He thinks that after the initial hip and arm shot in front of the door, she would have fallen as her right hip gave out. Her right arm would have no function so would be limp at her side. He thinks the left hand was probably in front of her as an involuntary contraction type movement from the shock of the initial bullets and the bullet that missed her and hit the wall went thru the webbing of her fingers at that point.

And then for the head wound, he believes that she would be sitting too high up on top of the magazine rack for the bullet to hit her head considering the height of the bullet holes. The highest hole was 104cm and the lowest was 93cm. He also thinks she’d be too low if she was leaning over. So his conclusion is that the 4 bullets were fired in rapid succession and the 4th bullet hit her in the head as she was in the process of falling down. He says she would have fallen against the rack, landed on the floor with her head coming to rest on the toilet bowl.

He thinks that she fell against the magazine rack on this area of the wood.

dixon with magazine rack

They move on to sounds now. Roux first replays the cricket bat sound test from yesterday. The first sounds are from 60 meters, the second at 180 meters.

Then he plays the gunshot sound test which was also done at 60 meters and 180 meters.

The cricket bat sounds start around 53:28 on this video.

The gunshots start around 54:40 on this video.

Roux asks Dixon if these are in accord with the tests that he attended. “My Lady, the first ones were the cricket bat at 60 and 180 and the second were the gunshots at 60 and 180, yes.”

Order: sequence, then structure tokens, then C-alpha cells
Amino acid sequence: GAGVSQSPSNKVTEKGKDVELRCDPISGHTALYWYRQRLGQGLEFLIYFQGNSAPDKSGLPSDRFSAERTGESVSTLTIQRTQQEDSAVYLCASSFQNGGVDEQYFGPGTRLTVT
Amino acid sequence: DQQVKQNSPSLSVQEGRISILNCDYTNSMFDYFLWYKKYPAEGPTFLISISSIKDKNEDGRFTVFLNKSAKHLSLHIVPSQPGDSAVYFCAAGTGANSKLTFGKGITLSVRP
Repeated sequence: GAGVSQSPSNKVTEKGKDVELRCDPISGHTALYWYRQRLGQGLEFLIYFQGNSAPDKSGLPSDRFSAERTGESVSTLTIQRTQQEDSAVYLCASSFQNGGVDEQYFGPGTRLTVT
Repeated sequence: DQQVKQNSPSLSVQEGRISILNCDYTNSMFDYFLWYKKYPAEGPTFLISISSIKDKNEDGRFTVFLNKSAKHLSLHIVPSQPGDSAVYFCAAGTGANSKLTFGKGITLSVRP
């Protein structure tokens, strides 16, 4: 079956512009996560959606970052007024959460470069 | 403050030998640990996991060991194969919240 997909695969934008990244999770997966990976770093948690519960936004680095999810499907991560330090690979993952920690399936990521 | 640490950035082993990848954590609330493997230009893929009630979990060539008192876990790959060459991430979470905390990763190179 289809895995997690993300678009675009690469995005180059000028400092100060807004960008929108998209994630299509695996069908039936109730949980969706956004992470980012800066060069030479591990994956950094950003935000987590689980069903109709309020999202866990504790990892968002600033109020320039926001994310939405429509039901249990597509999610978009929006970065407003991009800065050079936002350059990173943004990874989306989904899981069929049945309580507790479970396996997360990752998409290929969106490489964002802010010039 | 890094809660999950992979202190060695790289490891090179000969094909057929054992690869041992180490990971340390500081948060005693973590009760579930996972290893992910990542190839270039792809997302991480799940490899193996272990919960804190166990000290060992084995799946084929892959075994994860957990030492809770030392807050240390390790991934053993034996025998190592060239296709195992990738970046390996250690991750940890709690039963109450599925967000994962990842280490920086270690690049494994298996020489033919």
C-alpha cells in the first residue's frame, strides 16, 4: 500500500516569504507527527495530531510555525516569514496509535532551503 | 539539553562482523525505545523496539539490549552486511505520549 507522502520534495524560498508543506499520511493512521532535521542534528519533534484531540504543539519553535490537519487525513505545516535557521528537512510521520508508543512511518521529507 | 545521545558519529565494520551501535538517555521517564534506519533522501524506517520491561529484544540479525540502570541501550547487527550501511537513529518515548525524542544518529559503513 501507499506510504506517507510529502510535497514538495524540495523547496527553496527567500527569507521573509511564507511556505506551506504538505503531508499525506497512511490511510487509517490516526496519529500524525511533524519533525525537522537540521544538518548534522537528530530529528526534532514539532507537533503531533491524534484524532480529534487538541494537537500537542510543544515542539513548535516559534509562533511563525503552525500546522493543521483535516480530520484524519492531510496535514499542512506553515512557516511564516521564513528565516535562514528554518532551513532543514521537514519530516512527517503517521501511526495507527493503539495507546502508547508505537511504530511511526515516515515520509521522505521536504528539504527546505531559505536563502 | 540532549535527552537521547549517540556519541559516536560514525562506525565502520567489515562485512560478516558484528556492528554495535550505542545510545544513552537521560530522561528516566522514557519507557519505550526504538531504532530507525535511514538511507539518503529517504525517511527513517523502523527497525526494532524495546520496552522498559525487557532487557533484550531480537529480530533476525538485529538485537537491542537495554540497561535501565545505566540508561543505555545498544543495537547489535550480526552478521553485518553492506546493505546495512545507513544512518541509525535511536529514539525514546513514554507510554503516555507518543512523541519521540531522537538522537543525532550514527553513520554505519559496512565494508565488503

Roux rests and Nel begins cross-examination.

Nel’s first question… “Mr. Dixon, you are qualified as a Geologist, am I right?” Dixon says his first degree was in Chemistry and Geology. His current employment is at the University of Pretoria in the Department of Geology. Nel says that he sees he is not currently affiliated with any forensic body and Dixon says that’s correct.
Nel establishes that he had previously worked for the forensic lab with the police.

Nel asks him if he understands the difference between an expert witness and a normal general witness. He says he does. Nel wants him to explain. Dixon says the layman does not have specific knowledge in the area in which they are testifying. The expert would be somebody who has experience in applying their training to the matter at hand.

Nel points out that an expert witness should be able to show the court how they came to their conclusions and what processes they used. Dixon says if it is requested then yes. Nel says not just when requested, it’s essential for everything. Dixon says he agrees. Dixon then goes on a long explanation of how he used other experts’ reports and paired them up with his own knowledge and investigation. He acknowledges that he is not a ballistics expert, nor is he an expert in numerous other fields. In reconstructing the sequence of events, he believes that his training as a Geologist is quite applicable and he once again goes in to a long explanation of why.